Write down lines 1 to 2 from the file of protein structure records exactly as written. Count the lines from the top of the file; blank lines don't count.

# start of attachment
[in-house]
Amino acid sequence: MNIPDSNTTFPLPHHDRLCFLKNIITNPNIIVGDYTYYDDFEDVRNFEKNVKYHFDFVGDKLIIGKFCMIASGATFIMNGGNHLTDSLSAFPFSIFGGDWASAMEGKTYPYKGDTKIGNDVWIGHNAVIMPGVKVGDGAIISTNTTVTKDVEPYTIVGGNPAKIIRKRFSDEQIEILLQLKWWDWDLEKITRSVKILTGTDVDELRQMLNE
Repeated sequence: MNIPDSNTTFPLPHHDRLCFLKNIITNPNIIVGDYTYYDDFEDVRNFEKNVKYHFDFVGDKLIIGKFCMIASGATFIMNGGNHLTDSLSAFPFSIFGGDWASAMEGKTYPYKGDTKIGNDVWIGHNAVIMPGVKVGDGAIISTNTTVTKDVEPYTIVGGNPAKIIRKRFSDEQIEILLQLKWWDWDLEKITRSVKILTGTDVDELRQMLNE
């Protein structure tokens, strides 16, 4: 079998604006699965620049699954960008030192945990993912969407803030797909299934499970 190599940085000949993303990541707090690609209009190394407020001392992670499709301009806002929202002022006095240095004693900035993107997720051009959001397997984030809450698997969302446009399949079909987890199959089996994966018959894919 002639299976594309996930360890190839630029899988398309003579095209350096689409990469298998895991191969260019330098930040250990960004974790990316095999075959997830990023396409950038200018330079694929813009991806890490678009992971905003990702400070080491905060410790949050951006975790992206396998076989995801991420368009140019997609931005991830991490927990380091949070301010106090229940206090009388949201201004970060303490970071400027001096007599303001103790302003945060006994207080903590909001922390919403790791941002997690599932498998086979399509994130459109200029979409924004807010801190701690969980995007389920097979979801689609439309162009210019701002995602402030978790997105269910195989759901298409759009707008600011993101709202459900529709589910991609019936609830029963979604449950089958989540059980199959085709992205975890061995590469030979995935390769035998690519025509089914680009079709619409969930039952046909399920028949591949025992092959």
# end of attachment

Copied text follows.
[in-house]
Amino acid sequence: MNIPDSNTTFPLPHHDRLCFLKNIITNPNIIVGDYTYYDDFEDVRNFEKNVKYHFDFVGDKLIIGKFCMIASGATFIMNGGNHLTDSLSAFPFSIFGGDWASAMEGKTYPYKGDTKIGNDVWIGHNAVIMPGVKVGDGAIISTNTTVTKDVEPYTIVGGNPAKIIRKRFSDEQIEILLQLKWWDWDLEKITRSVKILTGTDVDELRQMLNE